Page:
When you light a stick of incense, you hold the match to one end, and it lights up with a small flame. You have to let that flame burn for a moment so it can bond with the stick.
But only for a moment.
Then you have to blow it out — or, rather, you have to blow on the flame until it passes the torch to the stick and then expires. Then the stick smokes and you smell the incense.
This morning, I lit some incense, and as I breathed it in, I watched this moment through two lenses.
1. Extinguishing the Ego
The flame is the ego; and blowing it out, we let it go so that the true spirit of what we’re doing can be experienced by others. For instance, if I wash the floors, and while doing it, I think about how good I am and how my spouse is going to (or should) appreciate this, and how it’s really racking up my bodhisattva points…that’s ego.
Side note here: because I’m not a fully enlightened being yet, I might need those thoughts — the desire to be good, the desire to be thought good — to initiate the washing of the floors. But then…once I’ve started doing it, the next thing has to happen.
I have to ‘blow out the candle.’ This means I stop thinking about myself, and just ‘smell the incense’ of this particular moment, feel my hands on the broom handle, hear the squish of water as it dribbles out of the sponge, watch the floors start to shine. Doing anything with an agenda makes for stinky incense. Doing it for its own sake ushers me into the room. I get to be in the room with myself and whatever I’m doing. And this is what brings about the sweet scent of presence.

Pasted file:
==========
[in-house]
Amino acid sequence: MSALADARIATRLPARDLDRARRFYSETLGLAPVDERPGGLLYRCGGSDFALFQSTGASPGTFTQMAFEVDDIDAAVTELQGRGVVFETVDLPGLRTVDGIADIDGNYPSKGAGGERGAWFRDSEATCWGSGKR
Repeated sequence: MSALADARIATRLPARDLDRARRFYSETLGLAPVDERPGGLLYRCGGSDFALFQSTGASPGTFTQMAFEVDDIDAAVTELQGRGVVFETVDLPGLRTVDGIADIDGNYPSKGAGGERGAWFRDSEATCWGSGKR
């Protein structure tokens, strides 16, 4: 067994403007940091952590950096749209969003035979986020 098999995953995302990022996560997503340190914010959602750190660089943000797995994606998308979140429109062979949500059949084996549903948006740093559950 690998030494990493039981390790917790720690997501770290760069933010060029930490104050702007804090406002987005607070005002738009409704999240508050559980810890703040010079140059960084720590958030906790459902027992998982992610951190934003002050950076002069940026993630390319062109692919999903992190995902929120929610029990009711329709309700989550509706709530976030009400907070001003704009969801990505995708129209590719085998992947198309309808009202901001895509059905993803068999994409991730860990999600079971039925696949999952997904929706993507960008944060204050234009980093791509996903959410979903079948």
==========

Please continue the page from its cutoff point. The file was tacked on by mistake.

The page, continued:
2. What I Leave Behind
Blowing out the flame is also my moment of death; and the smoke that continues down the incense stick (for much longer than the initial flame) that’s all my actions during my life, coming into fruition afterward.
Every kind word was the flame. How that lived in the people who received them is the smoke. Every moment of expressed irritation — flame. Receipt and reaction from my victims — smoke. Every act of courage and integrity is the flame that everyone sees, warms their hands by and trusts. And what they all do later, because I was brave or true, what people I may not even know were paying attention DO, what they realize they’re capable of, and then what they go and do, maybe generations of them — that’s the smoke.
Light a stick of incense today — either real or metaphorical. Remember to stay in the room with yourself. Remember that this life will be over in minutes. But who you are in it leaves its essence in everyone you touch, and their children, and their children’s grandchildren.
Let’s do what we do on purpose.